Wednesday, March 30, 2011

Using the autumn bounty

I am slightly overwhelmed with all the fruit and vegetables that need attention at the moment.

There are loads of quinces on the tree.  They are not quite ready, but will be perfect for making jelly next week.  I couldn't resist using a couple of the riper ones to make pot-roasted quinces though.  I roughly used Nigella Lawson's recipe, which she says she got from Maggie Beer.

Before you start, wash the down off the quinces.
Put 1/2 a kilo of castor sugar and 750ml of water in a large saucepan and add one chopped up quince (skin, pips and all).

Bring to the boil and simmer until you have a thick syrup.  This can take up to an hour, but I was impatient and only gave it 45 minutes.

Preheat the oven to 200c.
Cut each of the remaining quinces in half (I had three) and place cut side down in a roasting tin.  Pour over enough syrup to come up to about 1cm deep and put the quinces in the oven for an hour.

Turn the heat down to 160 and cook for another 2-3 hours, basting from time to time and adding more syrup if they're drying out.  Turn occasionally to caramelise on both sides.  Mine looked a bit disastrous at this point, but seemed to look okay at the end.  These will be amazing in the AGA.
Serve with cream.

The other tree that is groaning is the crab apple:

I always make enough crab apple jelly to last a year, it is heaven with roast lamb.  Actually I have given up making gravy altogether and use crab apple or quince jelly instead.  I have to make extra this year for the school fete, which is in October.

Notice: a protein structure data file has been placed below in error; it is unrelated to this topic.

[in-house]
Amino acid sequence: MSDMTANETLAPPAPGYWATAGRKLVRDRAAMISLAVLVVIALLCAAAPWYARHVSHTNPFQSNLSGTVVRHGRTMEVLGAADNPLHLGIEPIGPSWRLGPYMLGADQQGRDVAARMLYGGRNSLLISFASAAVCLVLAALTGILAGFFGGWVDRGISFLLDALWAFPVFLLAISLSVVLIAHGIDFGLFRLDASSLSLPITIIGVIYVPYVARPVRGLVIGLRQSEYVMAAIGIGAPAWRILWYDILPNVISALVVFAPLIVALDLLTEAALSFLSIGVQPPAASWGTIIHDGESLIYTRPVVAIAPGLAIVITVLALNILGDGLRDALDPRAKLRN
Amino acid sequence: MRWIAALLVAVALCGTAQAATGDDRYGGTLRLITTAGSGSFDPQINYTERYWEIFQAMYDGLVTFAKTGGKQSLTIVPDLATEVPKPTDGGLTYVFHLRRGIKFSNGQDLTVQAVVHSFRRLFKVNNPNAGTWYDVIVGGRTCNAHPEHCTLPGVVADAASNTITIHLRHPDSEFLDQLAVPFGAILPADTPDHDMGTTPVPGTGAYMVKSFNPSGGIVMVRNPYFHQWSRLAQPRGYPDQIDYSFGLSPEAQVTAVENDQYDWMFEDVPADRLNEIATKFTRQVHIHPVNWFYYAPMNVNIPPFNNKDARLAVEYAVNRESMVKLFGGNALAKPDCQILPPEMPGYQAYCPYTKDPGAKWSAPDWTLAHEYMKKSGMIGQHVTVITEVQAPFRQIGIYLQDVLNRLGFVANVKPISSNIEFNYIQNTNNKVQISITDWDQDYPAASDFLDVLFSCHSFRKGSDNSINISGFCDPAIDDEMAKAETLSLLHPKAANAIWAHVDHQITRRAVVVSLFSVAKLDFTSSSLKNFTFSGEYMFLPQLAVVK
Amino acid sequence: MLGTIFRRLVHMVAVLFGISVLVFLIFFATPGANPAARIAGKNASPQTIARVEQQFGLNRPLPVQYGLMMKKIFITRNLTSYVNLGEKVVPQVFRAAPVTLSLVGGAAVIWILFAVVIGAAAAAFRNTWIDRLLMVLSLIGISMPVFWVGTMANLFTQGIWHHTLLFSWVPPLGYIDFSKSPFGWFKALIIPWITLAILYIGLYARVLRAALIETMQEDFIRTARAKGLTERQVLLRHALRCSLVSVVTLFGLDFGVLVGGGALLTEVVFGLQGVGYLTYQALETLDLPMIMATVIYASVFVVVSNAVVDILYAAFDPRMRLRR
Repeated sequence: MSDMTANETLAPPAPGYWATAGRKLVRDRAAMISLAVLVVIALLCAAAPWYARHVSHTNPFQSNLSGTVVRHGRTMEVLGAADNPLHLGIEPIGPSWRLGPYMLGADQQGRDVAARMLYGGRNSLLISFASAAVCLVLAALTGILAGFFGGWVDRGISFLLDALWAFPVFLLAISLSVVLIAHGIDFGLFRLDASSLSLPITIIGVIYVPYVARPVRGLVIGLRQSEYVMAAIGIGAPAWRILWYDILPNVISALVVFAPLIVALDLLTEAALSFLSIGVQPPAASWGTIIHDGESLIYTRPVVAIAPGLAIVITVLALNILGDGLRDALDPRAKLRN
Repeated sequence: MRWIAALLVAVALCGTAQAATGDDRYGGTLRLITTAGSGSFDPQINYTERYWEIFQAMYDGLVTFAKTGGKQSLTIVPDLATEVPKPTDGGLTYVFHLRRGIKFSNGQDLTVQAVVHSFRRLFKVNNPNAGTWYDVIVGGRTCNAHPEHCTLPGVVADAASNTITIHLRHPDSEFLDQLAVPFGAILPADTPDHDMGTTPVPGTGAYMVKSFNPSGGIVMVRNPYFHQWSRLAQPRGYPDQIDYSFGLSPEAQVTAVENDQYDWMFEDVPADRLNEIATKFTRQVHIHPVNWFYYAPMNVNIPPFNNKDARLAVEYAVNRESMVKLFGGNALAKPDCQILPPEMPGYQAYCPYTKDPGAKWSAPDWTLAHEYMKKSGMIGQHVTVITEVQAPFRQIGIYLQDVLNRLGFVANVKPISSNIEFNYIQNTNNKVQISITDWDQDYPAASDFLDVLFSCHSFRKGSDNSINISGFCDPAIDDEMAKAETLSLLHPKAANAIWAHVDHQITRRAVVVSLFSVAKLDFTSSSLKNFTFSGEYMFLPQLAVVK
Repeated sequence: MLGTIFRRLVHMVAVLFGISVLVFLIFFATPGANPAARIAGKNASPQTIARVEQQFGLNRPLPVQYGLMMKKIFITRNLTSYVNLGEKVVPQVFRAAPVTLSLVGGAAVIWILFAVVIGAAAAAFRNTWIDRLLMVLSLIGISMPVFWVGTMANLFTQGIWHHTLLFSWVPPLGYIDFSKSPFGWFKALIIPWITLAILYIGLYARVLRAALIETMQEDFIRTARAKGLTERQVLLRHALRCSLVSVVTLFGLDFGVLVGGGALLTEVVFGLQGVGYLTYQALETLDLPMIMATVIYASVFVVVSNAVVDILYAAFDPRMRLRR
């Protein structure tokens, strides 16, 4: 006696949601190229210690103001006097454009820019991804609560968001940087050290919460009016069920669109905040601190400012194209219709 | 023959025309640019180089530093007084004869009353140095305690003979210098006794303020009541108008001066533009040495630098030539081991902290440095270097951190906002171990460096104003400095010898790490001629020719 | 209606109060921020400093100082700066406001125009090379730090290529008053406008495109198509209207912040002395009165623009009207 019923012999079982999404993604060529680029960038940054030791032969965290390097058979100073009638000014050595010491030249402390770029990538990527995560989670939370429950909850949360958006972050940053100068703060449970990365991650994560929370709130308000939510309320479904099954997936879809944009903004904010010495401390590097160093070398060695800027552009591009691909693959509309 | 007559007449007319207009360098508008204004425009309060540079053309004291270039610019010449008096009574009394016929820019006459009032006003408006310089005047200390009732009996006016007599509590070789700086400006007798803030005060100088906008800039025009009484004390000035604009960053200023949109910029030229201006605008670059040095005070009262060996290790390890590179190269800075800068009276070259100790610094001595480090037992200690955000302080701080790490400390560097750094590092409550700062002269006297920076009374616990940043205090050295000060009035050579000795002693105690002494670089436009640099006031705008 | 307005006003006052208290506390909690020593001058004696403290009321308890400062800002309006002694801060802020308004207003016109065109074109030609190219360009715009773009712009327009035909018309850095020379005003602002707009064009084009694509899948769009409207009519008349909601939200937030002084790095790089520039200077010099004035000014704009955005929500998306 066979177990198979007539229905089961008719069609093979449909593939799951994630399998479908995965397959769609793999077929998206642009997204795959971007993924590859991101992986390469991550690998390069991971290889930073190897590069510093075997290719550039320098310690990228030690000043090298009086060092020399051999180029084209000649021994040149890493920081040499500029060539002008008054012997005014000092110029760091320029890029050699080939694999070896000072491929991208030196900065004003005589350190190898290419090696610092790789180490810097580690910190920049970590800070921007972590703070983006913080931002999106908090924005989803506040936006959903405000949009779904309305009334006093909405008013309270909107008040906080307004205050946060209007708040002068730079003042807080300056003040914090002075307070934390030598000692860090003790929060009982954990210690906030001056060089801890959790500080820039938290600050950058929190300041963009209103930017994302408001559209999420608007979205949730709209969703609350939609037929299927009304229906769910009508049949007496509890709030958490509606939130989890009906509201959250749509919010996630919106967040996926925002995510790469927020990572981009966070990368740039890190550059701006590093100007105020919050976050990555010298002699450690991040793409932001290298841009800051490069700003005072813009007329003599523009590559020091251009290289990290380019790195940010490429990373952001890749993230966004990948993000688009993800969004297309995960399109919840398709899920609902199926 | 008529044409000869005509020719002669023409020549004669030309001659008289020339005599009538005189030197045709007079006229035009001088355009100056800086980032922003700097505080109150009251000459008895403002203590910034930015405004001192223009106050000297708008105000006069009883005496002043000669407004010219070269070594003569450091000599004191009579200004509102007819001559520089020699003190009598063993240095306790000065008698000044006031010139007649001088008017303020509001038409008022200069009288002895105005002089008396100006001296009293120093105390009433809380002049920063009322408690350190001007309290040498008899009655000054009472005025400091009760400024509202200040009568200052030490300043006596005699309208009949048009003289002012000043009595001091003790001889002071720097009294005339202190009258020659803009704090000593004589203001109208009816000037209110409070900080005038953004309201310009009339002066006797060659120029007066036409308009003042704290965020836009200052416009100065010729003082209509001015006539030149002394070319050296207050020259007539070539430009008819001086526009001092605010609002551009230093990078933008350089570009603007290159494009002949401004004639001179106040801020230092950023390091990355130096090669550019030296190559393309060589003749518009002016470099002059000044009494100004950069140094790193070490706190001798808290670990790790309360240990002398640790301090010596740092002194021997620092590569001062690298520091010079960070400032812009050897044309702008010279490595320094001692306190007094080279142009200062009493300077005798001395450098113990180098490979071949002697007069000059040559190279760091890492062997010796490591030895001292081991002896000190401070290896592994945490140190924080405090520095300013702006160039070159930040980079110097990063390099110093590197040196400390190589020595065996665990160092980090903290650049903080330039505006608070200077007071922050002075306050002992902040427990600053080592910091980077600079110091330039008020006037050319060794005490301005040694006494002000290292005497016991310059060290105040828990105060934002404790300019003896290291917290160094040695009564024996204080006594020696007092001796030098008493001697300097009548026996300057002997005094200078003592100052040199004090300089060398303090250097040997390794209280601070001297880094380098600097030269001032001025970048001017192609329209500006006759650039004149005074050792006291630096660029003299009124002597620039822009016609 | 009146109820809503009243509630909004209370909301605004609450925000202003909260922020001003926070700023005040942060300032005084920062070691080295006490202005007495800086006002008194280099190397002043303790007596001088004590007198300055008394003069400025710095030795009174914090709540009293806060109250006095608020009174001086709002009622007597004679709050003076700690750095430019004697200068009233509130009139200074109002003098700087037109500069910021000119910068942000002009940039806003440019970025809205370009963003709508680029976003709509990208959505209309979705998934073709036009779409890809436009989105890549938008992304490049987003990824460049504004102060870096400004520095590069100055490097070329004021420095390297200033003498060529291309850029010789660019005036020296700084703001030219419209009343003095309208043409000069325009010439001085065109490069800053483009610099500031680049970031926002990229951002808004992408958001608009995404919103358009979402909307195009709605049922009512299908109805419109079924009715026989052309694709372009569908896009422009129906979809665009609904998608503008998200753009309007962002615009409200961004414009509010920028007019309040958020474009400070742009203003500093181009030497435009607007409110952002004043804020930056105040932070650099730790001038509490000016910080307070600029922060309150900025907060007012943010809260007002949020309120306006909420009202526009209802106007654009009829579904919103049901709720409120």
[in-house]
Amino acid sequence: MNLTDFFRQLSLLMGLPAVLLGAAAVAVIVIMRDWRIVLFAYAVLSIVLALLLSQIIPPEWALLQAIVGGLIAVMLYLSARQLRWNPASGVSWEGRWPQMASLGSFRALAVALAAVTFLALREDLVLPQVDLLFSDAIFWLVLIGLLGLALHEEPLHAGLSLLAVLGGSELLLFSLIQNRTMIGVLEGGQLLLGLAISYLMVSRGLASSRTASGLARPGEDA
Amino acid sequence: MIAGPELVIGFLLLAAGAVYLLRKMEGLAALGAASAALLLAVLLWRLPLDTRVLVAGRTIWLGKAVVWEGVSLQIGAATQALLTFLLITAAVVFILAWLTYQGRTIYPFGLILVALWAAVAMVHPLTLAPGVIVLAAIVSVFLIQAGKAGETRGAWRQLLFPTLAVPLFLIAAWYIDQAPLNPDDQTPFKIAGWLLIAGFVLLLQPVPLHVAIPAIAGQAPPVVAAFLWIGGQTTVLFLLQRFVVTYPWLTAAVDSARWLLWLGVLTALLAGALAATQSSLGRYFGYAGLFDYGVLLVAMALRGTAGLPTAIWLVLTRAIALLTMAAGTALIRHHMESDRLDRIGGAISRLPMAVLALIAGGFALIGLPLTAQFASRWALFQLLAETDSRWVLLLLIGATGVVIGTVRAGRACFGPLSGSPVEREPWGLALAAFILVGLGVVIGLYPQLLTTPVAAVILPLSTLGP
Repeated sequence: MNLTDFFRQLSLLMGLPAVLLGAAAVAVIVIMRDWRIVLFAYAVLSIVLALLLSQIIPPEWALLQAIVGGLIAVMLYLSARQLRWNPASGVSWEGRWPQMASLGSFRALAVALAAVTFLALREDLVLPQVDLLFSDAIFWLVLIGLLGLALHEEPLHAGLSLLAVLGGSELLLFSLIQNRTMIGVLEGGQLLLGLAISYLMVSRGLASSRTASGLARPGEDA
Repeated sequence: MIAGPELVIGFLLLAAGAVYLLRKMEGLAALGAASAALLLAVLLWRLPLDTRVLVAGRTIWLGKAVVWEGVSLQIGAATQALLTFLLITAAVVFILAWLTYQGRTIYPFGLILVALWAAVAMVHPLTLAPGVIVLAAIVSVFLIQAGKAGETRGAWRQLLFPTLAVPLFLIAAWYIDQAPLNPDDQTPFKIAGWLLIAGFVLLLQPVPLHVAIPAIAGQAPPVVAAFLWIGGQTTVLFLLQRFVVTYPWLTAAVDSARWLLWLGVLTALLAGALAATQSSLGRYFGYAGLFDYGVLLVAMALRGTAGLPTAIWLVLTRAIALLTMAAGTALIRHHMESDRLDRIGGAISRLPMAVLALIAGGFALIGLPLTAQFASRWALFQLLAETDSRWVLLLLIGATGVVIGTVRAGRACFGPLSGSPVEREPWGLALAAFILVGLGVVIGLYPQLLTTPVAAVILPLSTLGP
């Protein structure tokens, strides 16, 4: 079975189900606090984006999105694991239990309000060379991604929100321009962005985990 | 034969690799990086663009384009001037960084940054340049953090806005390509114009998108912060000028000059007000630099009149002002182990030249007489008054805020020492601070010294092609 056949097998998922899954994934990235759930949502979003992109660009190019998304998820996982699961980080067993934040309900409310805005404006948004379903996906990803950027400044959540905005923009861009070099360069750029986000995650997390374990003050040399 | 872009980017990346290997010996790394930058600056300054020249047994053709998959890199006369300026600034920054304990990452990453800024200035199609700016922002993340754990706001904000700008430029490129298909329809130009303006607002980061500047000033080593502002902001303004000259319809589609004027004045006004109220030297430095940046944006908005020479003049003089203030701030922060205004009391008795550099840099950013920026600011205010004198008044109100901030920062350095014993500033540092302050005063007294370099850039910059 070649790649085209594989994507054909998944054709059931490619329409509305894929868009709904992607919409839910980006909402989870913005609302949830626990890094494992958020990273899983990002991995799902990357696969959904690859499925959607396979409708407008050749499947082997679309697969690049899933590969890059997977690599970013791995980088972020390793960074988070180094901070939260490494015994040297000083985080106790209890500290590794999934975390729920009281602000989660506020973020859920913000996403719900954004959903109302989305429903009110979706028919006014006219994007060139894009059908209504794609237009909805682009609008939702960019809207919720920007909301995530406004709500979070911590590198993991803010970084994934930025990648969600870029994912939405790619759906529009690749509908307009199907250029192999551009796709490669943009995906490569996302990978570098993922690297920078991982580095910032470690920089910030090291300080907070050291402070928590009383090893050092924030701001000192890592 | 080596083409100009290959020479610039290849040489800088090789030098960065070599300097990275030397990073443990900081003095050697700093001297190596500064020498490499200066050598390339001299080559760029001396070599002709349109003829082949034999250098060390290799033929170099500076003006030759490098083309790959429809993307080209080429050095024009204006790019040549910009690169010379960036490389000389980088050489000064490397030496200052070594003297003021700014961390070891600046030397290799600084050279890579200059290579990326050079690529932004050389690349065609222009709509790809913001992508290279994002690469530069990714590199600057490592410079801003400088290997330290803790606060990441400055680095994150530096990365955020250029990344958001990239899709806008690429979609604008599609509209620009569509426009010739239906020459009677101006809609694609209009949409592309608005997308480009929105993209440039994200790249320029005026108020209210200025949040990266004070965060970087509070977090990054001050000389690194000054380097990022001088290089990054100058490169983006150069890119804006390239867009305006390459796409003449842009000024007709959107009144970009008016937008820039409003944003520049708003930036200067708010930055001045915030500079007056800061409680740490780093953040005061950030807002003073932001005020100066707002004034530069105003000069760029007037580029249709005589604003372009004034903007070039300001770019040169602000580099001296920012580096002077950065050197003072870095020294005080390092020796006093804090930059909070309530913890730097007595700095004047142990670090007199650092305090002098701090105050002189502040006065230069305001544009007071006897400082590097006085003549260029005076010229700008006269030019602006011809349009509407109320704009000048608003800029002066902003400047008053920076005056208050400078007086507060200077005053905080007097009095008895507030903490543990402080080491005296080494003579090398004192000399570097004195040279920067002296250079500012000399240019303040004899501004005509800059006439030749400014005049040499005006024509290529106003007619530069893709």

This is my mother's recipe. Pick a big basket full:

Rinse them and put in a big pot (leave the stalks on and it doesn't seem to matter if a few leaves get in as well) and cover with water.
Bring to the boil and cook gently until tender.  This won't take long.
Strain the liquid through a fine sieve, then if you have one, put the fruit in a jelly bag (which I do, thanks Matt) and allow the juices to drain into a bowl.

Measure the liquid, and Mum's recipe says for each pint (600ml) of liquid allow 1 lb (500g) sugar.  I find this a bit sweet, so I use 400g sugar per 500ml.
Put the liquid and sugar in a large saucepan and add 1 tablespoon of lemon juice per 600ml and put a few cloves in a gauze bag (a clean square of chux will do, tied with string).
Bring the the boil, stirring until sugar dissolves.  

Boil until it reaches setting point (put a saucer in the freezer for 5 minutes, take it out and put a tablespoon of jelly on the saucer and return to the freezer for a couple of minutes.  If the jelly runs it is not ready, if you run your finger through it and it wrinkles it is ready).  This can take up to 45 minutes if you have a big pot, it depends on the ripeness of the fruit.

Bottle into hot jars ( I do this in the oven, about 100c for 10 minutes).

And there you have it, beautiful ruby red jelly.  Now I must address the apples, pears, quinces, rhubarb, tomatoes, late raspberries and last of the zucchini...

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